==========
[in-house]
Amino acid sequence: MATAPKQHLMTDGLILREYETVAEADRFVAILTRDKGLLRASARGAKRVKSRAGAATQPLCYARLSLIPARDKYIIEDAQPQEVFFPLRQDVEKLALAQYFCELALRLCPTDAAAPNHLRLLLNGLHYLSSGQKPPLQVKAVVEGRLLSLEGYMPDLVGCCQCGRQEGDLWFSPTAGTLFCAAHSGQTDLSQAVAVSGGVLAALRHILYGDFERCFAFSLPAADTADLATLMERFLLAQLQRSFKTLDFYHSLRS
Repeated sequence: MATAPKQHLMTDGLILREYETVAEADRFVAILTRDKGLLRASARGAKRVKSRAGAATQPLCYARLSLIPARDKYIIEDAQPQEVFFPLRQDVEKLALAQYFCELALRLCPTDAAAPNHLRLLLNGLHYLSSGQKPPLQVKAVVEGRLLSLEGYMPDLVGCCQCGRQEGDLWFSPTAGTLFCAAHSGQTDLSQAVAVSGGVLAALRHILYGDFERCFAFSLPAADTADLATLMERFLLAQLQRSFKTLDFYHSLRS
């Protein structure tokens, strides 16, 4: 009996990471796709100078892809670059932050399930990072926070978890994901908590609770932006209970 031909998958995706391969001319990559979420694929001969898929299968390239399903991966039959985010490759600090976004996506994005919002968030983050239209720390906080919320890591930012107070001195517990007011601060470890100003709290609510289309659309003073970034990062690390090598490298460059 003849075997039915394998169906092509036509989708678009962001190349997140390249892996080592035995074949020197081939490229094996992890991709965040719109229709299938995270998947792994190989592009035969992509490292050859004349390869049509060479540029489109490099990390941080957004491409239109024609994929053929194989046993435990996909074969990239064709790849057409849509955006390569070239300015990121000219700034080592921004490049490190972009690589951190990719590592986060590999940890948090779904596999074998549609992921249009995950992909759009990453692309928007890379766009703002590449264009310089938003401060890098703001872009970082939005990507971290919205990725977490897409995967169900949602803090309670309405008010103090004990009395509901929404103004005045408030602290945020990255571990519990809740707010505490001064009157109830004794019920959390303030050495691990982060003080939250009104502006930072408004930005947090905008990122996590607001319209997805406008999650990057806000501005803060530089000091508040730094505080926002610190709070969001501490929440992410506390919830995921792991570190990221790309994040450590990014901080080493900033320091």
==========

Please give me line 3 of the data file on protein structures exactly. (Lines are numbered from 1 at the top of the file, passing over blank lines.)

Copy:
Repeated sequence: MATAPKQHLMTDGLILREYETVAEADRFVAILTRDKGLLRASARGAKRVKSRAGAATQPLCYARLSLIPARDKYIIEDAQPQEVFFPLRQDVEKLALAQYFCELALRLCPTDAAAPNHLRLLLNGLHYLSSGQKPPLQVKAVVEGRLLSLEGYMPDLVGCCQCGRQEGDLWFSPTAGTLFCAAHSGQTDLSQAVAVSGGVLAALRHILYGDFERCFAFSLPAADTADLATLMERFLLAQLQRSFKTLDFYHSLRS